highlights and main attractions of zanzibar and coast

The perfect way to unwind after an action-packed safari of the Serengeti, Ngorogoro or Tanzania’s other awe-inspiring wildlife sanctuaries, the tropical and sun-soaked ‘Spice Island’ of Zanzibar was once East Africa’s commercial epicentre and last remaining vestige of the African slave trade. Today, it offers a fascinating combination of Arabic style, hallmarks of ancient civilisations and Africa’s finest white-sand beaches and vibrant pristine reefs, and its burgeoning popularity has fortunately done little to diminish its authentic and unspoilt nature. So kick off the safari dust and enjoy the pristine Swahili coastline and marine life of East Africa’s idyllic beach destination.

An archipelago comprised of two large islands and numerous smaller ones located between 25 and 50 kilometres from mainland Tanzania, the largest island of Unguja is unofficially known as Zanzibar.   

The population of Zanzibar is culturally diverse, with some of the mixed African, Arabic and Indian population dating back to 1st Century AD and today welcomes a growing number of tourists with a sense of laidback hospitality and friendliness.

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where is zanzibar?

zanzibar

The centre of the capital Zanzibar City is Stonetown, a UNESCO World Heritage Site of meandering, labyrinthine cobbled streets and spice markets. There are buildings that date back to 19th Century, steeped in history, such as the Arab Fort, House of Wonders and various ruinous Sultans’ Palaces.  Once the central trading area for gold, ivory and indeed the slave trade, it is a great place to absorb the atmospheric Old Town and its local flavour.

Toward the Eastern and Northern Swahili coastlines lay Zanzibar’s finest beach retreats. Facing out to Mnemba Island, Matemwe is a stylish and peaceful resort away from crowds. Matemwe Lodge and Matemwe Retreat both offer small room numbers in intimate, luxurious settings. An idyliic place to visit from Matemwe is the small, Robinson Crusoe-esque island of Mnemba, where it is possible to see green turtles nesting. Diving and snorkelling in Zanzibar comes highly recommended for some of the most pristine reefs in Africa and great visibility, and Matemwe is a great base for diving adventures.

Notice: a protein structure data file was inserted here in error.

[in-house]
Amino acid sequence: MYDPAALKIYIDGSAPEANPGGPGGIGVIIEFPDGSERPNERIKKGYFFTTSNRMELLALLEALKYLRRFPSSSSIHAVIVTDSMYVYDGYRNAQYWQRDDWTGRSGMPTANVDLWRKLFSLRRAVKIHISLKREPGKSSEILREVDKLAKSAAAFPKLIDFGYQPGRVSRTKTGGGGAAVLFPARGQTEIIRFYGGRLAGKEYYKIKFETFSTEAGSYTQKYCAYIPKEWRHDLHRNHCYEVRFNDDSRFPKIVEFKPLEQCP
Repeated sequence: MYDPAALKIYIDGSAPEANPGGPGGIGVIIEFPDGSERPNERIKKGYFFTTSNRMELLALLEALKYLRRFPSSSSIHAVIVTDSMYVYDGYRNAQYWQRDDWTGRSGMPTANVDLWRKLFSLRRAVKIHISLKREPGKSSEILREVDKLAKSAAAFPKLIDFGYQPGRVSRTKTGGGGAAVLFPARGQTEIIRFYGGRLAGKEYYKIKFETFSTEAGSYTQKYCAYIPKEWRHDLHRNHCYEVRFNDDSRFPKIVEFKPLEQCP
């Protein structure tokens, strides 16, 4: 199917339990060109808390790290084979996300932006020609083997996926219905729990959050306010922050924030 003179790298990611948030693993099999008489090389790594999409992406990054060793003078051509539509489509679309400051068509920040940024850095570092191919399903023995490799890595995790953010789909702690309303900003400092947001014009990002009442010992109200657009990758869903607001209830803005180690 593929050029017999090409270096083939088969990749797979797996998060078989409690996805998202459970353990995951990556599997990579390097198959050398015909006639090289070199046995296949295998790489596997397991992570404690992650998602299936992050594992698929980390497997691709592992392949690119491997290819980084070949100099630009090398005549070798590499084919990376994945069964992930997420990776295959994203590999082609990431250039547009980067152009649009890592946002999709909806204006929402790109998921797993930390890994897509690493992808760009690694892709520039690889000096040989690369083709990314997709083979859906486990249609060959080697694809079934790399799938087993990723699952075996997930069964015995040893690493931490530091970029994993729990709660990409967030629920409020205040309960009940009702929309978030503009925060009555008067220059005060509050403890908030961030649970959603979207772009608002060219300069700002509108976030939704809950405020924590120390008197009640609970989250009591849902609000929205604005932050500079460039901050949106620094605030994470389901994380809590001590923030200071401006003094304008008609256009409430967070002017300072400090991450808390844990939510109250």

pemba island

Pemba Island is the ‘other’ main island of Zanibar and is situated northeast of Unguja. Covered in clove trees, it is far less visited and developed, and is relatively unexplored. Taking a dhow cruise along the coastline will offer true off-the-beaten track exploration and Pemba also has some unique offshore diving opportunities with wall dives, big marine life and clear water diving experiences.  Manta rays, hawksbill, barracudas and green turtles all add to vast technicolour marine life you are likely to see. 

Mafia Island archipelago, further south, is also a popular dive spot during the Whale Shark migration between November and January.

On the mainland, Ras Kutani offers a perfect beach alternative to the islands. Located 25 kilometres south of Dar es Salaam it is a great option for combining Tanzania’s southern circuit including Selous Game Reserve and lies on a crescent of white sand beach that is lapped by the warm waters of the Indian Ocean. 

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